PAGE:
How Gary Barlow’s yellow box built an owned media empire
When Take That first started out, they were playing up to five gigs a day: two schools in the morning, followed by an under-18s club at 6pm, an over-18s club a bit later on, and then a gay club after 10pm. To every one of these gigs they took a yellow box – throwing out cards to their audiences and asking them to complete them with contact details, and add them to the box. As Gary Barlow explained to Advertising Week Europe, when the band opened that yellow box up at the end of their first tour, they found literally thousands of cards in there. Over a short period of time, that yellow box created a database of 400,000.

Take That had grasped the immense value of an owned audience long before people like me were talking about building such things through content on social media platforms. Gary Barlow links the band’s immense and diverse fanbase back to the power of that yellow box, the unique one-on-one relationship that it built between an up-and-coming band and its fans, and the way he could talk to those fans without depending on mainstream media channels to mediate for them. It’s a truly inspiring story of a hard-working band valuing their audience, which should motivate any content marketer around the value of a subscription-based model.

How human artistry delivered creative connections that AI couldn’t
Under normal circumstances, a Japanese ad for Clorets gum wouldn’t be the single most talked-about campaign of Advertising Week Europe. However, no piece of creative has been name-checked more often on the stages of the event this year. That’s because McCann Ericson in Japan produced two different TV ads to respond to its Clorets brief. The first was conceived and written by its human creative director; the second by an Artificial Intelligence (AI) application tasked with analysing the characteristics of the most popular and successful Japanese advertising campaigns – and developing a Clorets ad to fit.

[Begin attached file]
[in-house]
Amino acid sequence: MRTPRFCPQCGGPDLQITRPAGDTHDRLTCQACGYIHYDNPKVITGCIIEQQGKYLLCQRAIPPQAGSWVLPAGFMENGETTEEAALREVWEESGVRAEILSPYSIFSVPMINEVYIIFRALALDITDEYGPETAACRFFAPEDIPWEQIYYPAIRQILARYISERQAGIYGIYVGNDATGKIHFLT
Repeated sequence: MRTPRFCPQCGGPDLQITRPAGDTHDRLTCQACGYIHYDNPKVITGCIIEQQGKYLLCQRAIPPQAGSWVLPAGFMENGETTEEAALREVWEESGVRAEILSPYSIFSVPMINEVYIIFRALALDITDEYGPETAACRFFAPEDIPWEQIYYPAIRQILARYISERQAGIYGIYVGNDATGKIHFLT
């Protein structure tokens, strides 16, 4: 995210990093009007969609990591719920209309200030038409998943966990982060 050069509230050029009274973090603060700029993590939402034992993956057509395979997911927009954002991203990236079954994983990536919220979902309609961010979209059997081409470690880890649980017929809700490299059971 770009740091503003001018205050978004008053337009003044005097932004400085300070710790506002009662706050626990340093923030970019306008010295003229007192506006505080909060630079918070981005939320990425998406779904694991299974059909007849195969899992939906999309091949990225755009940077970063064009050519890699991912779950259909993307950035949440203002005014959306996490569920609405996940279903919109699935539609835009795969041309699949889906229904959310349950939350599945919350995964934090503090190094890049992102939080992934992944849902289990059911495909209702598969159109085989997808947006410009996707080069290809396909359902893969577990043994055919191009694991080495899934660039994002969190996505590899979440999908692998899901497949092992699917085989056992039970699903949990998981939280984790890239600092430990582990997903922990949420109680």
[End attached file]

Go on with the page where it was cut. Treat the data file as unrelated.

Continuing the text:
The results are very different – the AI came up with an ad that’s nothing if not edgy – businessmen in suits transforming into dogs and then flying through the air surrounded by high-energy graphics and lots of Clorets branding. The human creative director came up with something very different – a lady on a roof with a paintbrush and some black paint, creating calligraphy as a Clorets-coloured kite floats past nearby.